Today’s Tools for Tomorrow’s FoodCan you imagine starting a major household project with only one tool to rely upon? While swinging a hammer may provide some much-needed therapeutic relief after a long week at the office, it can only take you so far toward achieving your ultimate goal. That’s why most of us keep a toolbox full of useful implements to handle the minor repairs which pop up from time to time around the house. In much the same way, farmers need a diverse set of tools to help produce the food that nourishes us all.
Some people have a highly romanticized vision of farming, where all one needs to do is plant a seed, add a little water, and voila – in no time you’re enjoying a succulent ear of corn on a sunny afternoon. But anyone who’s ever produced a backyard garden knows better. Understanding the seed quality, soil composition, and nutrient requirements are just the first steps in preparing for success. Garden plants must contend with many nascent weeds, which compete for sunlight and nutrients, as well as insects and diseases, which naturally enjoy eating our food as much as we do.
Magnify the complexity of a backyard garden by hundreds or thousands of acres and it becomes clearer to see what a farmer faces every day. When growing plants is a livelihood (and not a pastime) the margin for error is small and seeking simple solutions to complex problems can be a recipe for disaster. And that is why successful growers have adopted an integrated approach to farm management.
Growers need options in their management toolbox so they can meet the ever-shifting challenges that come with farming. Generations ago, farmers had little choice but to rely on a limited set of tools, the broad use of which created unintended problems associated with pest resistance or the rise of new pests, for which few treatments were available. Similarly, seed varieties developed for one locale had only limited value elsewhere and could not be forcefully fit into other geographies.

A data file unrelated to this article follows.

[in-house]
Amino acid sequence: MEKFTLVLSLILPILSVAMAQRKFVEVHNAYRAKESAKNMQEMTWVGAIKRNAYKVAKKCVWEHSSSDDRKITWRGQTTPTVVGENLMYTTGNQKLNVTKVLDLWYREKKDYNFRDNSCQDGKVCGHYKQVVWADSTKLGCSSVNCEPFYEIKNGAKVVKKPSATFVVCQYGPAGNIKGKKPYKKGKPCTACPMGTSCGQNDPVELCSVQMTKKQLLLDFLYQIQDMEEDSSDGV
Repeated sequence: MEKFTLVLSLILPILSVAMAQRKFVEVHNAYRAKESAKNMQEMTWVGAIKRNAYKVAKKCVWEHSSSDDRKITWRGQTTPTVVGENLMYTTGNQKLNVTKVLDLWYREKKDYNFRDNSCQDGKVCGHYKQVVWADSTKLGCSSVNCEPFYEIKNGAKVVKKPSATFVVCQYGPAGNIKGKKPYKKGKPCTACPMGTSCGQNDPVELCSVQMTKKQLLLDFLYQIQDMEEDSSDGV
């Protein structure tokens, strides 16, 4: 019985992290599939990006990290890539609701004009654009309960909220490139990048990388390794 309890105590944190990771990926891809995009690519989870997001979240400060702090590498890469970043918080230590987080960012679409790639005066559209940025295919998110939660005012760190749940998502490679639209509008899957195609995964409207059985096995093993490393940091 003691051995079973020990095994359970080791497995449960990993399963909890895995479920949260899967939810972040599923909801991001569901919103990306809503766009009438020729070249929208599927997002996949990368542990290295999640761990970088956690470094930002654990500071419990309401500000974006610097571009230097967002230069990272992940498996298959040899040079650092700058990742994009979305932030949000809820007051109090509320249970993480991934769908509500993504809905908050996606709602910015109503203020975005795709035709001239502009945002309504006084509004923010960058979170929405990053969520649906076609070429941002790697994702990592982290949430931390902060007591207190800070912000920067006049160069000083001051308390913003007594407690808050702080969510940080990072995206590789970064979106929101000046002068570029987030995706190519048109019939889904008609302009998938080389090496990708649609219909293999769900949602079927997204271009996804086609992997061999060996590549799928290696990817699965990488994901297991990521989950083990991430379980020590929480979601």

Since no two farms are alike, a “one-size-fits-all” management strategy can have serious consequences, especially in a rapidly-growing world population that is dependent on agriculture’s success. Even within a single farm there may be differences in soil, vegetation and terrain – creating unique microenvironments – which if not addressed can mean the difference between a bountiful harvest and a mediocre one. These microenvironments can play host to a shifting pattern of insect, weed or disease populations. Managing one of these without considering its impact on another can be shortsighted and potentially disastrous.
Today’s integrated agricultural solutions are designed to deal with a diverse and dynamic environment. It begins with the selection of high-quality seed varieties, containing the best genetics for optimum germination and growth in specific locales. Prescription seed treatments, containing biological and/or traditional protective coatings help to ensure vulnerable seedlings get a healthy start in the face of early season pests. As the crops mature, they can be protected using a range of options to match individual grower needs and preferences. Selective treatments, involving biological or synthetic applications to soil or foliage provide maximum flexibility and targeted pest control.
is the Global Head of Research and Development for Crop Science, a Division of Bayer.
Integrated solutions do not come from isolated research, nor are they always in response to an existing problem. Instead, they come from listening to growers so that we can anticipate future needs. Bayer’s Crop Science Division has been implementing an integrated R&D approach for the past 5 years. Our research teams are located across the world and while each is focused on their area of expertise, they all work together to deliver a comprehensive package of technologies to meet the needs of individual growers, regardless of crop or geographic location.
Instead of having to rely on a single, broad-brush management approach, today’s farmers have more options than at any time in human history. While North American growers can choose genetically engineered canola and European farmers can select conventional oilseed rape varieties, both can protect their crop using biological or chemical methods, either singularly or in combination. Advances in digital farming are allowing growers to get a closer look at their fields from high in the sky and new data analytics are enabling them to “see” information that the human eye cannot.
The use of new integrated technologies that work in concert with our natural environment, coupled with real-time diagnostic information, is changing the way we grow and protect our food. It’s nice to know that these tools are bringing clarity to a complex and ever-changing world, while helping to ensure that the limited land we devote to agriculture will be there for the next generation.
Having a diverse set of tools is essential when addressing any complex project. When it comes to modern agriculture, it’s good to know that we have more than a hammer at our disposal.